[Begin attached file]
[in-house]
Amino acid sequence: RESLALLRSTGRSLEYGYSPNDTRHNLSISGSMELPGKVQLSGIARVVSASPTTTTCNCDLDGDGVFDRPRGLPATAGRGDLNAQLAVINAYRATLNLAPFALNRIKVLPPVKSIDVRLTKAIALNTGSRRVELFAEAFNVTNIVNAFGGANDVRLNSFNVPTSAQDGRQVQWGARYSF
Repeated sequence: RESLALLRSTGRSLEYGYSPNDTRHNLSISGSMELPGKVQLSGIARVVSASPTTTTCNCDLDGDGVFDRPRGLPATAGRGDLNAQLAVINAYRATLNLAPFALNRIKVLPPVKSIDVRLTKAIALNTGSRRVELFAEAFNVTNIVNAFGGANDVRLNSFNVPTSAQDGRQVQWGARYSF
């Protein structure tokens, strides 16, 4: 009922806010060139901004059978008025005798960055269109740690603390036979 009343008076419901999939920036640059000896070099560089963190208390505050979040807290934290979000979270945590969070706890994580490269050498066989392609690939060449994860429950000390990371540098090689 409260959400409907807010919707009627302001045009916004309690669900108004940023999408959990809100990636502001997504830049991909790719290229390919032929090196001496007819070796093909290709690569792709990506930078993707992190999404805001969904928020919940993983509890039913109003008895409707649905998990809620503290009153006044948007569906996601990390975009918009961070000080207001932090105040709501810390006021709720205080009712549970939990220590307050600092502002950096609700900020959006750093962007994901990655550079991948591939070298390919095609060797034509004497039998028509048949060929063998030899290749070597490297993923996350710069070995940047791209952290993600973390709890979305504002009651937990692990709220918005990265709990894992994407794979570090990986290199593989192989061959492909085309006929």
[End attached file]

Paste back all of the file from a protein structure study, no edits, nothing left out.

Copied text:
[in-house]
Amino acid sequence: RESLALLRSTGRSLEYGYSPNDTRHNLSISGSMELPGKVQLSGIARVVSASPTTTTCNCDLDGDGVFDRPRGLPATAGRGDLNAQLAVINAYRATLNLAPFALNRIKVLPPVKSIDVRLTKAIALNTGSRRVELFAEAFNVTNIVNAFGGANDVRLNSFNVPTSAQDGRQVQWGARYSF
Repeated sequence: RESLALLRSTGRSLEYGYSPNDTRHNLSISGSMELPGKVQLSGIARVVSASPTTTTCNCDLDGDGVFDRPRGLPATAGRGDLNAQLAVINAYRATLNLAPFALNRIKVLPPVKSIDVRLTKAIALNTGSRRVELFAEAFNVTNIVNAFGGANDVRLNSFNVPTSAQDGRQVQWGARYSF
């Protein structure tokens, strides 16, 4: 009922806010060139901004059978008025005798960055269109740690603390036979 009343008076419901999939920036640059000896070099560089963190208390505050979040807290934290979000979270945590969070706890994580490269050498066989392609690939060449994860429950000390990371540098090689 409260959400409907807010919707009627302001045009916004309690669900108004940023999408959990809100990636502001997504830049991909790719290229390919032929090196001496007819070796093909290709690569792709990506930078993707992190999404805001969904928020919940993983509890039913109003008895409707649905998990809620503290009153006044948007569906996601990390975009918009961070000080207001932090105040709501810390006021709720205080009712549970939990220590307050600092502002950096609700900020959006750093962007994901990655550079991948591939070298390919095609060797034509004497039998028509048949060929063998030899290749070597490297993923996350710069070995940047791209952290993600973390709890979305504002009651937990692990709220918005990265709990894992994407794979570090990986290199593989192989061959492909085309006929």